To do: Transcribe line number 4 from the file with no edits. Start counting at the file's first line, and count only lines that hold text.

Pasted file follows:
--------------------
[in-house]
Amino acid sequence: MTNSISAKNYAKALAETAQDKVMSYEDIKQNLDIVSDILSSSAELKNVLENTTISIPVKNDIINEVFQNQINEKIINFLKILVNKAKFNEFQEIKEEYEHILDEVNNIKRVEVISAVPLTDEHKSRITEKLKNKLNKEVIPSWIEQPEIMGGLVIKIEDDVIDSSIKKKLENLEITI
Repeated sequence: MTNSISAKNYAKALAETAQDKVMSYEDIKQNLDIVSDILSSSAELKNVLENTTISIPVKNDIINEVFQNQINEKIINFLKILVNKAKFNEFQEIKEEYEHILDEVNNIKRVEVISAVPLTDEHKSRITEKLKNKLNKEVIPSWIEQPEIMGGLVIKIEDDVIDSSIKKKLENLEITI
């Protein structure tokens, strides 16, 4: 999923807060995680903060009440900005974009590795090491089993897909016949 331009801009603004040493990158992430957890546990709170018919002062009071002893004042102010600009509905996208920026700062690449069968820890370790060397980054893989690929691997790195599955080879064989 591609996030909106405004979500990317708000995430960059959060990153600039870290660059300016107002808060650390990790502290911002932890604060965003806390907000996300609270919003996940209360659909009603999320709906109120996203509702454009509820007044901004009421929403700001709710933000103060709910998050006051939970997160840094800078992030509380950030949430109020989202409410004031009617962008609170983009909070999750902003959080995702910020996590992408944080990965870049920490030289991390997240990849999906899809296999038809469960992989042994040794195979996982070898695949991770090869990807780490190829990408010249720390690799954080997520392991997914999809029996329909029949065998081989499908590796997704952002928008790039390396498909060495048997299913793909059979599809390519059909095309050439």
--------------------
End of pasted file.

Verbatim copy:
């Protein structure tokens, strides 16, 4: 999923807060995680903060009440900005974009590795090491089993897909016949 331009801009603004040493990158992430957890546990709170018919002062009071002893004042102010600009509905996208920026700062690449069968820890370790060397980054893989690929691997790195599955080879064989 591609996030909106405004979500990317708000995430960059959060990153600039870290660059300016107002808060650390990790502290911002932890604060965003806390907000996300609270919003996940209360659909009603999320709906109120996203509702454009509820007044901004009421929403700001709710933000103060709910998050006051939970997160840094800078992030509380950030949430109020989202409410004031009617962008609170983009909070999750902003959080995702910020996590992408944080990965870049920490030289991390997240990849999906899809296999038809469960992989042994040794195979996982070898695949991770090869990807780490190829990408010249720390690799954080997520392991997914999809029996329909029949065998081989499908590796997704952002928008790039390396498909060495048997299913793909059979599809390519059909095309050439």